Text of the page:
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UBC Theses and Dissertations

Cellulose-Mycelia foam : novel bio-composite material Ahmadi, Hoda


Demand for sustainable products is growing faster than ever before. Because of this, the development of novel sustainable materials is crucial to leverage our environmental resources and to ensure future growth of Canada's economy. In this study, we propose a technology to develop the use of fungal mycelium, the vegetative part of a fungus, through a porous scaffold of cellulose-based foam. A methodology for producing cellulose-mycelia foam (CMF) has been developed by mixing a surfactant with pulp suspension of 1% consistency and Pleurotus djamor spawn, mixing at high velocity to entrain air, filtering the suspension, and then holding at incubation conditions suitable for mycelium growth. During the incubation period, temperature (20-25 °C), pH (5-8), humidity (80-100%), ventilation and exposure to light were controlled. Simplicity of production, biodegradability, and 3-D porous structure of the product position this biocomposite as a green alternative to polymeric foams. The structure of the CMF was characterized through fluorescent microscopy during the incubation period. The effect of mycelial growth on the mechanical behavior of the CMF including compressibility, thermal decomposition, dry and wet strength was investigated during 25 days of mycelial growth. The results indicated that all tested mechanical properties improved after 25 days of mycelial growth. The second set of experiments was run to specify the application of the CMF in a hydraulic filtration system. The pressure drop, permeability, and filtration efficiency of the product were studied. The experimental results showed that the permeability of the CMF decreases by an increase in mycelial growth. The hydraulic filtration efficiency of the product improved from 74% for cellulosic foam to 99.9% for 25 days CMF for removing 20 µm and larger particles. Bioremediation tests also were performed to evaluate the detoxification capability of mycelia in the CMF. Detoxification tests demonstrated that the living mycelia are able to detoxify potassium hydroxide from waste alkaline batteries.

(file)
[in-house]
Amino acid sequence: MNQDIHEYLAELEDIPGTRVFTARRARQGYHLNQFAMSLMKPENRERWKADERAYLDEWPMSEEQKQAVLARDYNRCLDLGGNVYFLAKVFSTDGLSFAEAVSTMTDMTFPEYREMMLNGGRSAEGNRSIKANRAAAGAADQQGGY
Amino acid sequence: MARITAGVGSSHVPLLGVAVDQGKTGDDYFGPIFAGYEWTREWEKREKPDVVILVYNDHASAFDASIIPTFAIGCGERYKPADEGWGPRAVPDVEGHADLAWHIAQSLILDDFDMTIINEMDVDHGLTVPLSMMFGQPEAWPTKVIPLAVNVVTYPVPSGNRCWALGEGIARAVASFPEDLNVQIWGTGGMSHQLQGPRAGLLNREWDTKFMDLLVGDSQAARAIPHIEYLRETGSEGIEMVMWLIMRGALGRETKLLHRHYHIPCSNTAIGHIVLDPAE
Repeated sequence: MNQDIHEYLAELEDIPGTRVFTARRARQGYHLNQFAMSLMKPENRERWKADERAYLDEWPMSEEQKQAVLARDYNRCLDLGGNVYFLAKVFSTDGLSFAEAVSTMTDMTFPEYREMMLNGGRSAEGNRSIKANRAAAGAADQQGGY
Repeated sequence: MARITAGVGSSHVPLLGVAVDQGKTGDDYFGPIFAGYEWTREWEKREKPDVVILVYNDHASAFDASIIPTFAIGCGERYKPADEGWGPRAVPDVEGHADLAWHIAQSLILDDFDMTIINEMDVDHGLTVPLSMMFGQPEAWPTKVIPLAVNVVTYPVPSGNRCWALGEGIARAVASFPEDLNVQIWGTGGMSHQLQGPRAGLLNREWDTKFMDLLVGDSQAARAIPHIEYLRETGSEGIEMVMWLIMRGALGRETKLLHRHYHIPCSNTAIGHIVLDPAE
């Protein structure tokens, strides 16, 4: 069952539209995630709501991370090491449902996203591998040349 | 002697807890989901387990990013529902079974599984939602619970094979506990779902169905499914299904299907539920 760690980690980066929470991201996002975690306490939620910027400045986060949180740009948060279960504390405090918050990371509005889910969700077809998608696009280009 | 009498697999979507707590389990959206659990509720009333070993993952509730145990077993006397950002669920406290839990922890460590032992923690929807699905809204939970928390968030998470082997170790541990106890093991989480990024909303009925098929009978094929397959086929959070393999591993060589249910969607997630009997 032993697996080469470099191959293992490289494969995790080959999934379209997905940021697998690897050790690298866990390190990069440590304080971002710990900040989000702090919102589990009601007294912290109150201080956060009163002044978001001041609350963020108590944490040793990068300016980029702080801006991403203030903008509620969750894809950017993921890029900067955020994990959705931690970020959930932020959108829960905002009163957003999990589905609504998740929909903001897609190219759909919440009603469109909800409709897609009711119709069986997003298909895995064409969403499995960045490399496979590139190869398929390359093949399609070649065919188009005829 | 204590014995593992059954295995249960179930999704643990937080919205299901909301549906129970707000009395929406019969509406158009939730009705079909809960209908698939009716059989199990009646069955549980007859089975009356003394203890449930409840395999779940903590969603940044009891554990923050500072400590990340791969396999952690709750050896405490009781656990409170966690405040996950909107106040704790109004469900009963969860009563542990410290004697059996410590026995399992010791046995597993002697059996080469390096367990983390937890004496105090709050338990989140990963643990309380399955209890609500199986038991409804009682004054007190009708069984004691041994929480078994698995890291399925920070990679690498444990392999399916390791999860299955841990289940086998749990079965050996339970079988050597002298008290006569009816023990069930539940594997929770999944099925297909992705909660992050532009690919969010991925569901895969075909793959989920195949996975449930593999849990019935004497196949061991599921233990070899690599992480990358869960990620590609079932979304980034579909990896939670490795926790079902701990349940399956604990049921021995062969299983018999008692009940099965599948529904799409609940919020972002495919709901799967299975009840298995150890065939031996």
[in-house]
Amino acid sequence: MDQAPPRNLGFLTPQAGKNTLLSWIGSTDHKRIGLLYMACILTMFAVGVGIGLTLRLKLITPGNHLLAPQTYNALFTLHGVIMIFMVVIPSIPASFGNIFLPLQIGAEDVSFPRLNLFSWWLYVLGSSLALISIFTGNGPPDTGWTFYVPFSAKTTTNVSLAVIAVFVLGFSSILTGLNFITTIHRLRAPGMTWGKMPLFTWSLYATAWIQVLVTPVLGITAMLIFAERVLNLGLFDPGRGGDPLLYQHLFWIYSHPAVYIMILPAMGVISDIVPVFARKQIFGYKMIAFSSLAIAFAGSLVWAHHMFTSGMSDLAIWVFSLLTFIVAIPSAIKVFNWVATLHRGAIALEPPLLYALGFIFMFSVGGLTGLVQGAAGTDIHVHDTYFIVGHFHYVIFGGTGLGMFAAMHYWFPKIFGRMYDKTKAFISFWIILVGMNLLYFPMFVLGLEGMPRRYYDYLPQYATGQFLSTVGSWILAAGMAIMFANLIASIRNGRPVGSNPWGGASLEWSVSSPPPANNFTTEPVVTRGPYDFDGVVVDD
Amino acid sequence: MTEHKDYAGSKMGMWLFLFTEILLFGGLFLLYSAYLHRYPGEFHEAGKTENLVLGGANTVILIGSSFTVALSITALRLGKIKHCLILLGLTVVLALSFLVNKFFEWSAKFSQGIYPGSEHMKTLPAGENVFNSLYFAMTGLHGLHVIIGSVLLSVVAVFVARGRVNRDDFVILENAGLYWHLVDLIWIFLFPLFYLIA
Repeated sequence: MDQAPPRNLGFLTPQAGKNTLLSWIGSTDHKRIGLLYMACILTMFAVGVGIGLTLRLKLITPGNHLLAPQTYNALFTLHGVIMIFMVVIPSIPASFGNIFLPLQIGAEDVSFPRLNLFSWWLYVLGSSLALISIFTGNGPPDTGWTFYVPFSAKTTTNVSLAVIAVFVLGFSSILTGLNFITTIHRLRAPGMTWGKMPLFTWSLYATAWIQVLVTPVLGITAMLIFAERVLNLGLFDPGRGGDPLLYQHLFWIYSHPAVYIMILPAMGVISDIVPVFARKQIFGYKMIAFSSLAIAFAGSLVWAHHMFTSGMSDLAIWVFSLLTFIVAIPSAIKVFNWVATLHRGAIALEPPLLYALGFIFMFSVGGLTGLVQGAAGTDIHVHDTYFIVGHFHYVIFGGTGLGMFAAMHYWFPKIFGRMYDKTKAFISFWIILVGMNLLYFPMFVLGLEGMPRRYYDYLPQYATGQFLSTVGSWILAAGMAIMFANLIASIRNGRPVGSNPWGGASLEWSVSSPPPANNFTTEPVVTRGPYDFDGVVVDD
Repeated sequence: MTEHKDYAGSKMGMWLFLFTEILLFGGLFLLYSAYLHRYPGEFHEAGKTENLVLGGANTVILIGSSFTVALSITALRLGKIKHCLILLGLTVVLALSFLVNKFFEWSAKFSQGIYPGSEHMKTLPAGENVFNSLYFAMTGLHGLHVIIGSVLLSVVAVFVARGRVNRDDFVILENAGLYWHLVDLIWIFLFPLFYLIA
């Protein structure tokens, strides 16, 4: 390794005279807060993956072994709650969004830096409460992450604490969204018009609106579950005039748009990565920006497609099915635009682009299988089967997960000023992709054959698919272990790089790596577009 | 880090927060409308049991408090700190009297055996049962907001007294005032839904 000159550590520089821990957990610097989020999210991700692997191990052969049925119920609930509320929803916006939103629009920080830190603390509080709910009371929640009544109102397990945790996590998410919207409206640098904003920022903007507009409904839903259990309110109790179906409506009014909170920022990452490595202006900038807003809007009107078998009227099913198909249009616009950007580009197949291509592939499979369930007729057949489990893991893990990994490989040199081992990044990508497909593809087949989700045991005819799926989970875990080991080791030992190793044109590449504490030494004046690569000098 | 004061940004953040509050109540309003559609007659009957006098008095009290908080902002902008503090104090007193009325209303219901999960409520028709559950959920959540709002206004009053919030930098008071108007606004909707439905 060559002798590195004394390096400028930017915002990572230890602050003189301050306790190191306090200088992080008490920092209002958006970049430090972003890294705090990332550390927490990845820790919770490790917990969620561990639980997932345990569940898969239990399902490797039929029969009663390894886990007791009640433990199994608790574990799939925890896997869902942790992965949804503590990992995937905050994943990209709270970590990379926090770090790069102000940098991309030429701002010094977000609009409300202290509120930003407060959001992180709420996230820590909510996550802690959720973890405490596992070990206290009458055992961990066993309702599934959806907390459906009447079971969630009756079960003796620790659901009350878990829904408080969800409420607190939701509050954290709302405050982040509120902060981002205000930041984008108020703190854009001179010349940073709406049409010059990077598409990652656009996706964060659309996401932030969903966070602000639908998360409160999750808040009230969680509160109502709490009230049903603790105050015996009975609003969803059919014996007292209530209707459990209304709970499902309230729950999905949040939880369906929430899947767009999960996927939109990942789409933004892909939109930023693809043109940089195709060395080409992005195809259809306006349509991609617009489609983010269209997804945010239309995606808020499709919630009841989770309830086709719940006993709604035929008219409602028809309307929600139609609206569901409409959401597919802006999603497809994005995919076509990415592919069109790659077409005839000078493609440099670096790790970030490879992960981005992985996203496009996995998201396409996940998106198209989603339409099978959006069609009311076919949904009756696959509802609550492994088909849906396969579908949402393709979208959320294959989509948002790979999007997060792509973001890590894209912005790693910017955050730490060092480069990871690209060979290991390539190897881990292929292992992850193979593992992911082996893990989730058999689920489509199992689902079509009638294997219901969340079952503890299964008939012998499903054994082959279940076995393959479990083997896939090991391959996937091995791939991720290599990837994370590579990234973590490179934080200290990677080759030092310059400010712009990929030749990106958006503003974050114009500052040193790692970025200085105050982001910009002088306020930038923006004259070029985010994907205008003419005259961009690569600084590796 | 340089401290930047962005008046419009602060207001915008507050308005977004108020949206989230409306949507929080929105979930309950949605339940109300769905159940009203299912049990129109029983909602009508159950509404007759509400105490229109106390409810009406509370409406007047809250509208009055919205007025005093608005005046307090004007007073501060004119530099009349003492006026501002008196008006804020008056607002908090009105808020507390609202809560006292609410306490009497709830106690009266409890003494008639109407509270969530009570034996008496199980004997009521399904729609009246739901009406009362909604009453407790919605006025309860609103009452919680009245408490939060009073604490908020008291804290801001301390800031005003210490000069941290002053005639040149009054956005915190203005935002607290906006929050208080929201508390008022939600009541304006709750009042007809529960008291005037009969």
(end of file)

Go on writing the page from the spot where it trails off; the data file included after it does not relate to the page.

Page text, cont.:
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Attribution-NonCommercial-NoDerivatives 4.0 International